In August 2004 he suggested a type of device that, through pervasive RFID and GPS tracking, can track its history of use
The Maltese Falcon (novel)
The Maltese Falcon is a 1929 detective novel by Dashiell Hammett, originally serialized in the magazine Black Mask beginning with the September 1929 issue. The story has been adapted several times for the cinema, raymond Chandlers character Philip Marlowe, for instance, was strongly influenced by Hammetts Spade. Spade was a departure from Hammetts nameless detective, The Continental Op, the briefly seen character Rhea Gutman, who has no back story, does not appear in any of the film versions. In 1998, the Modern Library ranked The Maltese Falcon 56th on its list of the 100 best English-language novels of the 20th century. Note, the story is entirely in external third-person narrative, there is no description whatever of any characters internal thoughts or feelings, only what they say and do. In 1928, Samuel Sam Spade is a detective in San Francisco. A beautiful young woman, Miss Wonderly, hires them to follow Floyd Thursby, and find her sister and that night, Archer is found shot to death. A few hours later, Thursby is killed and Spade is a suspect, Spade refuses to tell the police about the client.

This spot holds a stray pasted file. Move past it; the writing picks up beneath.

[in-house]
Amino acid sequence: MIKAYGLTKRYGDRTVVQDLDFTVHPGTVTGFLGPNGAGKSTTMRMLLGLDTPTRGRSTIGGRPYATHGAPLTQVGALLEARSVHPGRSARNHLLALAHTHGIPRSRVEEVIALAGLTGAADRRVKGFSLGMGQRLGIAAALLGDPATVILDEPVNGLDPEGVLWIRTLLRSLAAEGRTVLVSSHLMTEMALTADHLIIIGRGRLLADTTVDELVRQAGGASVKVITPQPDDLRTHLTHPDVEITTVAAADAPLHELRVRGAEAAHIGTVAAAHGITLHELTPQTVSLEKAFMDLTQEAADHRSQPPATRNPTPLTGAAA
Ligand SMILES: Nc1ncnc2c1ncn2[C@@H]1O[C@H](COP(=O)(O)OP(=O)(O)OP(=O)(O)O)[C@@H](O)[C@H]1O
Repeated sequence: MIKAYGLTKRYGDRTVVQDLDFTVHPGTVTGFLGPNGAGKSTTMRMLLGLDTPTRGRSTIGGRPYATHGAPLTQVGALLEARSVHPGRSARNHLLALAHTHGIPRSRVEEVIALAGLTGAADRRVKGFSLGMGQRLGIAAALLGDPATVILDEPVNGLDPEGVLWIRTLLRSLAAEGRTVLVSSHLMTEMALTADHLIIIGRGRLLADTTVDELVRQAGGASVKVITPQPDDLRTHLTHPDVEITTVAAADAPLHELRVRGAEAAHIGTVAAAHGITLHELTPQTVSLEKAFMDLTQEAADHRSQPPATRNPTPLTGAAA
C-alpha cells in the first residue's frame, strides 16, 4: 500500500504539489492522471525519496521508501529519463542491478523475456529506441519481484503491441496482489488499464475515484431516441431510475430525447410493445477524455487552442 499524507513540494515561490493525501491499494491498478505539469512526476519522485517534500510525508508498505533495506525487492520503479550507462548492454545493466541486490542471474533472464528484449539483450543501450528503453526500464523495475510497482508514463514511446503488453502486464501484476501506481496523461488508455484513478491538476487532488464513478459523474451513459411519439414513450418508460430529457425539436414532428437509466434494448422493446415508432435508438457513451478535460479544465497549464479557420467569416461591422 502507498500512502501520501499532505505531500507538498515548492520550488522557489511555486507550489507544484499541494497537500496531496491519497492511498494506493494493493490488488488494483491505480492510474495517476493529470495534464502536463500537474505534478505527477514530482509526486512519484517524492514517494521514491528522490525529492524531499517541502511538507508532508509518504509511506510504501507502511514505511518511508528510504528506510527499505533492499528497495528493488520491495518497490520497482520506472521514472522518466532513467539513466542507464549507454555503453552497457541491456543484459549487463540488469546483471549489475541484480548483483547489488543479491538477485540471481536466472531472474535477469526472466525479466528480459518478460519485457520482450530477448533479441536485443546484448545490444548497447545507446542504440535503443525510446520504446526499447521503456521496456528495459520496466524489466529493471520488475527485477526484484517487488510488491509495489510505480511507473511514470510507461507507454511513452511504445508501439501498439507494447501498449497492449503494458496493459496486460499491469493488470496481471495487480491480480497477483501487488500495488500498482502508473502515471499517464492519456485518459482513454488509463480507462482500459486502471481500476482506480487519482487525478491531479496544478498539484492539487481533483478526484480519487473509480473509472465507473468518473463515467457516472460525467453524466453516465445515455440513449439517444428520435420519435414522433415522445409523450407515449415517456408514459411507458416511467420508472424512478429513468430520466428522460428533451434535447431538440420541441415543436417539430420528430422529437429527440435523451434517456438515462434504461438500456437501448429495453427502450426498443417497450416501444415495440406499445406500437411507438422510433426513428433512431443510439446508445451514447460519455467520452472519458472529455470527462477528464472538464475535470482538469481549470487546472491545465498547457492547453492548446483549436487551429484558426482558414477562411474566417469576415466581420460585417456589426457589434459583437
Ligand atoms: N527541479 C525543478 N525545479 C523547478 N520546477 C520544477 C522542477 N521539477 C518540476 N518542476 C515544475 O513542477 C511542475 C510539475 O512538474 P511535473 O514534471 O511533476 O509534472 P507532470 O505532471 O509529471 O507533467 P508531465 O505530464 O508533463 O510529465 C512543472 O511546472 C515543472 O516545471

The next morning, Spade coolly tells his secretary, Effie Perine. Miss Wonderly is soon revealed as adventuress Brigid OShaughnessy, involved with the title object, others are after the falcon, including Joel Cairo, an effeminate Greek homosexual, and Casper Gutman, a fat man accompanied by vicious young gunman Wilmer Cook. OShaughnessy begs for Spades protection, putting on a show of fear. They meet with Cairo at Spades apartment, while they are waiting, Spade tells OShaughnessy of the Flitcraft case, an odd story from his early years as a detective. After Cairo leaves, Spade again presses OShaughnessy, again she stalls, the next morning, she is asleep in his bed. While she is asleep, Spade slips out to search her apartment, Effie says OShaughnessy is all right and Spade should help her. Effie agrees to hide OShaughnessy at her home - but OShaughnessy disappears again instead, Spade meets Gutman in his hotel room, neither will tell what he knows. Spade implies he is looking out for himself, not OShaughnessy, the police suspect Spade in the shootings because he was bedding Archers wife Iva.
The District Attorney ties the shootings to Dixie Monahan, a Chicago gambler who employed Thursby as a bodyguard in the Far East, at a second meeting, Gutman tells Spade the history of the falcon, citing various obscure historical sources. It was made of gold and jewels by the 16th-century Knights of Malta, but it was captured by pirates, and passed from owner to owner around Europe for centuries
Richard K. Morgan